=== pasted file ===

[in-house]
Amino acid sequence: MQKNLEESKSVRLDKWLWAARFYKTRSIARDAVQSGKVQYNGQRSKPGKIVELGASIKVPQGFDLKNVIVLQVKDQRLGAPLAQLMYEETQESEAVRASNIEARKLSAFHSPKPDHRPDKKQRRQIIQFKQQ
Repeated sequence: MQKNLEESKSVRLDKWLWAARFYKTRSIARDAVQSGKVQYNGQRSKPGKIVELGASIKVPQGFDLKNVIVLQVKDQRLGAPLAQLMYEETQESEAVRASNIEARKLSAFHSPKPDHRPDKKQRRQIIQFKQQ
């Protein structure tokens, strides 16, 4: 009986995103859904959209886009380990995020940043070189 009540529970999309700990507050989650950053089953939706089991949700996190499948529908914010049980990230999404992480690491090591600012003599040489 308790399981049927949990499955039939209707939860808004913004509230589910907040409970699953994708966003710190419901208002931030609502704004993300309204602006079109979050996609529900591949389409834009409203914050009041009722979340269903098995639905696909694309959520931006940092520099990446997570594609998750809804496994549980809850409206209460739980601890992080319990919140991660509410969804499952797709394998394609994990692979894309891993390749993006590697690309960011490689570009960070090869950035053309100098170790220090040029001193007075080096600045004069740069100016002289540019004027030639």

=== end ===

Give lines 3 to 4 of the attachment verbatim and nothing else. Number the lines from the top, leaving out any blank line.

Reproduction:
Repeated sequence: MQKNLEESKSVRLDKWLWAARFYKTRSIARDAVQSGKVQYNGQRSKPGKIVELGASIKVPQGFDLKNVIVLQVKDQRLGAPLAQLMYEETQESEAVRASNIEARKLSAFHSPKPDHRPDKKQRRQIIQFKQQ
């Protein structure tokens, strides 16, 4: 009986995103859904959209886009380990995020940043070189 009540529970999309700990507050989650950053089953939706089991949700996190499948529908914010049980990230999404992480690491090591600012003599040489 308790399981049927949990499955039939209707939860808004913004509230589910907040409970699953994708966003710190419901208002931030609502704004993300309204602006079109979050996609529900591949389409834009409203914050009041009722979340269903098995639905696909694309959520931006940092520099990446997570594609998750809804496994549980809850409206209460739980601890992080319990919140991660509410969804499952797709394998394609994990692979894309891993390749993006590697690309960011490689570009960070090869950035053309100098170790220090040029001193007075080096600045004069740069100016002289540019004027030639």